On this day in 1967, a Navy chaplain makes the ultimate sacrifice as he ministers to his Marines during the Vietnam War. Father Vincent Capodanno would receive a Medal of Honor for his selfless actions on this day so long ago.
Father Capodanno has since been declared a “Servant of God” by the Catholic Church, and he is now being considered for sainthood.
Capodanno was no ordinary military chaplain. In fact, he was affectionately dubbed “The Grunt Padre” by his men because of his insistence upon sharing their burdens and duties—however dangerous they might be.
“He was not a religious leader who did his job and then returned to the comfort of his own circle,” Capodanno’s biographer writes. “He lived as a Grunt Marine. Wherever they went, he went. Whatever burdens they had to carry, he shared the load. No problem was too large or too small to take to Father Vincent—he was available to them day and night.”
That approach would cost Capodanno his life during Operation Swift, a Vietnam War operation during the fall of 1967. On September 4, a portion of Capodanno’s battalion was ambushed. The conflict turned into an all-out battle.
As a chaplain, Capodanno could easily have remained at the company command post. All things considered, it was a much safer place to be. But it also went against the grain for Capodanno to stay in a place of relative safety when his men were suffering. He wanted to be with them.
He “ran through an open area raked with fire, directly to the beleaguered platoon,” his Medal citation reports. “Disregarding the intense enemy small-arms, automatic-weapons, and mortar fire, he moved about the battlefield administering last rites to the dying and giving medical aid to the wounded.”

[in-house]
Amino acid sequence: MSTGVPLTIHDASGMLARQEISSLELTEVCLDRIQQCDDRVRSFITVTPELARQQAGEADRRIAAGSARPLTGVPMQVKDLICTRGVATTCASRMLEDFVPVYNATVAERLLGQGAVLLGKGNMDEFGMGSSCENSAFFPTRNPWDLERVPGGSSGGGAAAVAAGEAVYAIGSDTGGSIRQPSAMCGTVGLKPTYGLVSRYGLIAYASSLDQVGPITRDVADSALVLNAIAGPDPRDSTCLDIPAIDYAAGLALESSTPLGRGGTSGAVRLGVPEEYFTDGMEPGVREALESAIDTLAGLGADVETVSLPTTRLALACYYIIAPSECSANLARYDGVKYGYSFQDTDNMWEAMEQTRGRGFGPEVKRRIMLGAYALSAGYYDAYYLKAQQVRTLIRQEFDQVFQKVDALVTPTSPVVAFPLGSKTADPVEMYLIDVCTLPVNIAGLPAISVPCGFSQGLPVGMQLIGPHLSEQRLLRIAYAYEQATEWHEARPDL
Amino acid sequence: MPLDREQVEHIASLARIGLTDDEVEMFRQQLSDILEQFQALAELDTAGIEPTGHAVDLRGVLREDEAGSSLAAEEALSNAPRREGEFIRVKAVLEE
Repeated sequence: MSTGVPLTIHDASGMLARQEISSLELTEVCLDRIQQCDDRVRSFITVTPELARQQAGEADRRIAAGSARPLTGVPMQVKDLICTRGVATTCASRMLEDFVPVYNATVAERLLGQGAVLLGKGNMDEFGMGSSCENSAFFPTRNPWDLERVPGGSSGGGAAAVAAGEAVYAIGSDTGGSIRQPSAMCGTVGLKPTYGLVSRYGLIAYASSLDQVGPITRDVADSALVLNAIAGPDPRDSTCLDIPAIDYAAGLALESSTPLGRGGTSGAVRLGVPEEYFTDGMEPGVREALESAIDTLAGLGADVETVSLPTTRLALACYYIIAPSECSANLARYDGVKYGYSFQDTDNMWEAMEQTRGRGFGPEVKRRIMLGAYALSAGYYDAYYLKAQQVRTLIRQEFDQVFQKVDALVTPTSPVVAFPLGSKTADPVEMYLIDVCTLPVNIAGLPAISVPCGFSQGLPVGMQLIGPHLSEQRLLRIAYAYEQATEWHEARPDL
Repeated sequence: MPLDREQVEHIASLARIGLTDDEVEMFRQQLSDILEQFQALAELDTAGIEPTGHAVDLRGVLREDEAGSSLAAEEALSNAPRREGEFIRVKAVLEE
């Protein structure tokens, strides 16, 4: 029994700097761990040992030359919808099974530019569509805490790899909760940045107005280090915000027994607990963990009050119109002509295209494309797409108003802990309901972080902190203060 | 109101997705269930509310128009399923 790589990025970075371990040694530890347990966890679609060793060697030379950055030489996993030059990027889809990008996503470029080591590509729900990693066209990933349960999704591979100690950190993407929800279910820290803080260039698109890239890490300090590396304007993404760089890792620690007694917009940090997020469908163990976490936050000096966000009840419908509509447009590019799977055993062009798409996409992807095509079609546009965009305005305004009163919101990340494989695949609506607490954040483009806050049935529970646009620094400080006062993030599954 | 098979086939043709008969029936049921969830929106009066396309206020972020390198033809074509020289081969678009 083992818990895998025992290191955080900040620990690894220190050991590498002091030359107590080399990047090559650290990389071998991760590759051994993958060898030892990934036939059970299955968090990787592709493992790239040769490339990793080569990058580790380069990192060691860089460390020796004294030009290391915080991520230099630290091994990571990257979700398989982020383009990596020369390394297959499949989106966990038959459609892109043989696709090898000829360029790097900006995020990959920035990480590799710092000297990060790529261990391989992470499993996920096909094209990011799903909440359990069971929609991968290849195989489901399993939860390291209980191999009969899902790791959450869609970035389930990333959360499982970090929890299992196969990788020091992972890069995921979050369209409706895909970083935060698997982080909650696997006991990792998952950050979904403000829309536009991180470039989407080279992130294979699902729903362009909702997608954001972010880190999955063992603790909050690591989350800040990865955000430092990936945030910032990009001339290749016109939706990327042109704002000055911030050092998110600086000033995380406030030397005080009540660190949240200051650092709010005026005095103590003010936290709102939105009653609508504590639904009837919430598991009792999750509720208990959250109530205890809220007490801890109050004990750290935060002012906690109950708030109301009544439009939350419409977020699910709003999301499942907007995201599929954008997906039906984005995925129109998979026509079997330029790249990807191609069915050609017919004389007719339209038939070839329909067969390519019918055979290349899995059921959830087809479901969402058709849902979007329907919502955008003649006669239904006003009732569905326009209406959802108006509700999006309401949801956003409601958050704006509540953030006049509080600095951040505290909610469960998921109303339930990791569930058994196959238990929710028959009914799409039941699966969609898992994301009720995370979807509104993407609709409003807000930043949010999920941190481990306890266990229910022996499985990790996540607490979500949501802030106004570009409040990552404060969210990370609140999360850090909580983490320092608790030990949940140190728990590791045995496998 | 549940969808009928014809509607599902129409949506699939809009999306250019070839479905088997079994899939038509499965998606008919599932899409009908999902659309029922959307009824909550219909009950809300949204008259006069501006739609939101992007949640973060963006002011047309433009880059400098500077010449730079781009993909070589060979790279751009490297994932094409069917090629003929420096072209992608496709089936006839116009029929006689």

During the course of his ministrations, Capodanno was seriously wounded in his arms and legs. His right hand was partially severed. And yet he continued on.
Capodanno was at the side of Sergeant Lawrence Peters when Peters passed away. The Sergeant had acted so heroically during the battle that he would receive his own Medal of Honor.
Peters did not have to die alone because of Capodanno.
Another Marine, Corporal Ray Harton, was wounded that day. Father Capodanno found him as he lay bleeding there on the battlefield. “As I closed my eyes, someone touched me,” Harton later reported. “When I opened my eyes, he looked directly at me. It was Father Capodanno. Everything got still: no noise, no firing, no screaming. A peace came over me that is unexplainable to this day. In a quiet, calm voice, he cupped the back of my head and said, ‘Stay quiet Marine. You will be okay. Someone will be here to help you soon. God is with us all this day.’”
The end came when Capodanno noticed a corpsman struggling with a wound to his leg. An enemy machine gun was still trained on the young Marine. “Fr. C. ran out to him and positioned himself between the injured boy and the automatic weapon,” Lieutenant Joseph E. Pilon later related. “Suddenly, the weapon opened up again and this time riddled Fr. C. from the back of his head to the base of his spine—and with his third Purple Heart of the day—Fr. C. went Home.”
When Father Capodanno’s body was recovered, it had 27 bullet wounds in it.
On this Labor Day weekend, perhaps it is appropriate to remember a man who labored so diligently for his God, his family of Marines, and his country.